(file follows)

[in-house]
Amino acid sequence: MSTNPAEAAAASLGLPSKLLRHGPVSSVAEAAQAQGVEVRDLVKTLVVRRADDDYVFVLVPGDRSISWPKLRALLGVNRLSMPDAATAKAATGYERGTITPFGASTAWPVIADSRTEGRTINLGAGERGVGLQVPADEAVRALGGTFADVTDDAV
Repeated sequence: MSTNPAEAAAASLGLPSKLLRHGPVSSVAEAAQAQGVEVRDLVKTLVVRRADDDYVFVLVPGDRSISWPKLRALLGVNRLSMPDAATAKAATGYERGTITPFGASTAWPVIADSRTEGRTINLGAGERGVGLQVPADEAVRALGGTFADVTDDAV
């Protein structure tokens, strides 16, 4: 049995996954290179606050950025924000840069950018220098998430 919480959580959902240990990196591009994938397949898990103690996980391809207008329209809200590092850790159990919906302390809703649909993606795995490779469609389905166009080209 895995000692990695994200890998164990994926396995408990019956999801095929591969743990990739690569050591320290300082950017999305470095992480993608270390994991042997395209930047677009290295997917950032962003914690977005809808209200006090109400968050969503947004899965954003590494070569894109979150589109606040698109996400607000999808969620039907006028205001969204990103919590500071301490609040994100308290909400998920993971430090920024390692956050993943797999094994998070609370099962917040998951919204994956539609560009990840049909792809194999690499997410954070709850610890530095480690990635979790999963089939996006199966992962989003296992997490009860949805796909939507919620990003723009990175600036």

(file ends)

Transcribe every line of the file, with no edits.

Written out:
[in-house]
Amino acid sequence: MSTNPAEAAAASLGLPSKLLRHGPVSSVAEAAQAQGVEVRDLVKTLVVRRADDDYVFVLVPGDRSISWPKLRALLGVNRLSMPDAATAKAATGYERGTITPFGASTAWPVIADSRTEGRTINLGAGERGVGLQVPADEAVRALGGTFADVTDDAV
Repeated sequence: MSTNPAEAAAASLGLPSKLLRHGPVSSVAEAAQAQGVEVRDLVKTLVVRRADDDYVFVLVPGDRSISWPKLRALLGVNRLSMPDAATAKAATGYERGTITPFGASTAWPVIADSRTEGRTINLGAGERGVGLQVPADEAVRALGGTFADVTDDAV
């Protein structure tokens, strides 16, 4: 049995996954290179606050950025924000840069950018220098998430 919480959580959902240990990196591009994938397949898990103690996980391809207008329209809200590092850790159990919906302390809703649909993606795995490779469609389905166009080209 895995000692990695994200890998164990994926396995408990019956999801095929591969743990990739690569050591320290300082950017999305470095992480993608270390994991042997395209930047677009290295997917950032962003914690977005809808209200006090109400968050969503947004899965954003590494070569894109979150589109606040698109996400607000999808969620039907006028205001969204990103919590500071301490609040994100308290909400998920993971430090920024390692956050993943797999094994998070609370099962917040998951919204994956539609560009990840049909792809194999690499997410954070709850610890530095480690990635979790999963089939996006199966992962989003296992997490009860949805796909939507919620990003723009990175600036």